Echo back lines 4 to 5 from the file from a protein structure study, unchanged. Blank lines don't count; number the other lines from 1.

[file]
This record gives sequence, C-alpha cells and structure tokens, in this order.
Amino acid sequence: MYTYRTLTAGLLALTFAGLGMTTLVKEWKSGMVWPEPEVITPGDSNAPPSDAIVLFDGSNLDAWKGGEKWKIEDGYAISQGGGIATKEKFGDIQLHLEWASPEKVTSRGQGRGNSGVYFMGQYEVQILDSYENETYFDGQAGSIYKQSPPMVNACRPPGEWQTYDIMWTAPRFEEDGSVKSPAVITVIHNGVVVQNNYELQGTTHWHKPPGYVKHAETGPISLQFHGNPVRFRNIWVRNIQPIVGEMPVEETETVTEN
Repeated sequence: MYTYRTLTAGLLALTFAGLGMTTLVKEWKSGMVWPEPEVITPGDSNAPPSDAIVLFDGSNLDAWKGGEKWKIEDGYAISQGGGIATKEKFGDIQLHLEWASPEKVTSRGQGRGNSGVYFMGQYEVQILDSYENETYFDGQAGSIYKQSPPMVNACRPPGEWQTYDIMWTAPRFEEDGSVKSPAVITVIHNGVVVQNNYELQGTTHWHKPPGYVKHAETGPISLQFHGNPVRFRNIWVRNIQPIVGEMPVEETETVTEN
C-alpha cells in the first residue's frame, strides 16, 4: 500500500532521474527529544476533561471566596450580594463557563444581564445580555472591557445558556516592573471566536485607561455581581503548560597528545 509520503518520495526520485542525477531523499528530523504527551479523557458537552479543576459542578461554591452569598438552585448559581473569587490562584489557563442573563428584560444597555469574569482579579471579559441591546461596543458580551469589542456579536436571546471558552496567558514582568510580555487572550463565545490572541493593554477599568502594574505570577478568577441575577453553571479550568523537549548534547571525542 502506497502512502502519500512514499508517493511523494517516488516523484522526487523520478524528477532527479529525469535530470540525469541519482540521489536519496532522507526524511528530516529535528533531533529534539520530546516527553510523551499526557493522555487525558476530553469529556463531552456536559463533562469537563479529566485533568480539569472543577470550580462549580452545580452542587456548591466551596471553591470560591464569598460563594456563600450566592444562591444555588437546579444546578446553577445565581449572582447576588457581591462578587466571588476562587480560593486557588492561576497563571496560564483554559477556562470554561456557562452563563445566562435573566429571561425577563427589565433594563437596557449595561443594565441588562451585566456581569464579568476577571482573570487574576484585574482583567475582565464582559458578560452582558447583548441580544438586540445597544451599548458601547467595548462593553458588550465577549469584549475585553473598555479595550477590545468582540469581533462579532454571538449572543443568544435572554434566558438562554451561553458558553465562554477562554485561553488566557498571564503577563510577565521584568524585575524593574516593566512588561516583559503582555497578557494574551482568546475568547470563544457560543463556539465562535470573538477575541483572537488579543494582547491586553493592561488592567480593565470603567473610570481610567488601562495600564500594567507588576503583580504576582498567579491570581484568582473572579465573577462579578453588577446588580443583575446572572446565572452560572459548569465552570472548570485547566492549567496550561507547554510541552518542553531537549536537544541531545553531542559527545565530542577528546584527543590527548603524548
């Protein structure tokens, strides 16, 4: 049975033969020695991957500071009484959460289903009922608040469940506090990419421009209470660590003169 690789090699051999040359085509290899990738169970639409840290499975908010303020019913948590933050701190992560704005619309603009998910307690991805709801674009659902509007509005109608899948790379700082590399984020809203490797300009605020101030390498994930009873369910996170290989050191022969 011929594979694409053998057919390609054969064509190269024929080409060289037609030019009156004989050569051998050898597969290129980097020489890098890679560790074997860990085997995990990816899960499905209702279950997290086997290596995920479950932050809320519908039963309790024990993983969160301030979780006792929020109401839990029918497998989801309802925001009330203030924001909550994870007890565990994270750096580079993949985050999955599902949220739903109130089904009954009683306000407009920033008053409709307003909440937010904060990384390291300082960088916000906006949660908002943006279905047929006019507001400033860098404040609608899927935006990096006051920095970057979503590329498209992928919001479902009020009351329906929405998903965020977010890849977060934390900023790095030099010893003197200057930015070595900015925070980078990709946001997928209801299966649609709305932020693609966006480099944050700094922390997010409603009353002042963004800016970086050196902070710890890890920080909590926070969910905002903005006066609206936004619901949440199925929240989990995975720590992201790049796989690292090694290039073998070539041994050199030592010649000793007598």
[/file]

C-alpha cells in the first residue's frame, strides 16, 4: 500500500532521474527529544476533561471566596450580594463557563444581564445580555472591557445558556516592573471566536485607561455581581503548560597528545 509520503518520495526520485542525477531523499528530523504527551479523557458537552479543576459542578461554591452569598438552585448559581473569587490562584489557563442573563428584560444597555469574569482579579471579559441591546461596543458580551469589542456579536436571546471558552496567558514582568510580555487572550463565545490572541493593554477599568502594574505570577478568577441575577453553571479550568523537549548534547571525542 502506497502512502502519500512514499508517493511523494517516488516523484522526487523520478524528477532527479529525469535530470540525469541519482540521489536519496532522507526524511528530516529535528533531533529534539520530546516527553510523551499526557493522555487525558476530553469529556463531552456536559463533562469537563479529566485533568480539569472543577470550580462549580452545580452542587456548591466551596471553591470560591464569598460563594456563600450566592444562591444555588437546579444546578446553577445565581449572582447576588457581591462578587466571588476562587480560593486557588492561576497563571496560564483554559477556562470554561456557562452563563445566562435573566429571561425577563427589565433594563437596557449595561443594565441588562451585566456581569464579568476577571482573570487574576484585574482583567475582565464582559458578560452582558447583548441580544438586540445597544451599548458601547467595548462593553458588550465577549469584549475585553473598555479595550477590545468582540469581533462579532454571538449572543443568544435572554434566558438562554451561553458558553465562554477562554485561553488566557498571564503577563510577565521584568524585575524593574516593566512588561516583559503582555497578557494574551482568546475568547470563544457560543463556539465562535470573538477575541483572537488579543494582547491586553493592561488592567480593565470603567473610570481610567488601562495600564500594567507588576503583580504576582498567579491570581484568582473572579465573577462579578453588577446588580443583575446572572446565572452560572459548569465552570472548570485547566492549567496550561507547554510541552518542553531537549536537544541531545553531542559527545565530542577528546584527543590527548603524548
């Protein structure tokens, strides 16, 4: 049975033969020695991957500071009484959460289903009922608040469940506090990419421009209470660590003169 690789090699051999040359085509290899990738169970639409840290499975908010303020019913948590933050701190992560704005619309603009998910307690991805709801674009659902509007509005109608899948790379700082590399984020809203490797300009605020101030390498994930009873369910996170290989050191022969 011929594979694409053998057919390609054969064509190269024929080409060289037609030019009156004989050569051998050898597969290129980097020489890098890679560790074997860990085997995990990816899960499905209702279950997290086997290596995920479950932050809320519908039963309790024990993983969160301030979780006792929020109401839990029918497998989801309802925001009330203030924001909550994870007890565990994270750096580079993949985050999955599902949220739903109130089904009954009683306000407009920033008053409709307003909440937010904060990384390291300082960088916000906006949660908002943006279905047929006019507001400033860098404040609608899927935006990096006051920095970057979503590329498209992928919001479902009020009351329906929405998903965020977010890849977060934390900023790095030099010893003197200057930015070595900015925070980078990709946001997928209801299966649609709305932020693609966006480099944050700094922390997010409603009353002042963004800016970086050196902070710890890890920080909590926070969910905002903005006066609206936004619901949440199925929240989990995975720590992201790049796989690292090694290039073998070539041994050199030592010649000793007598």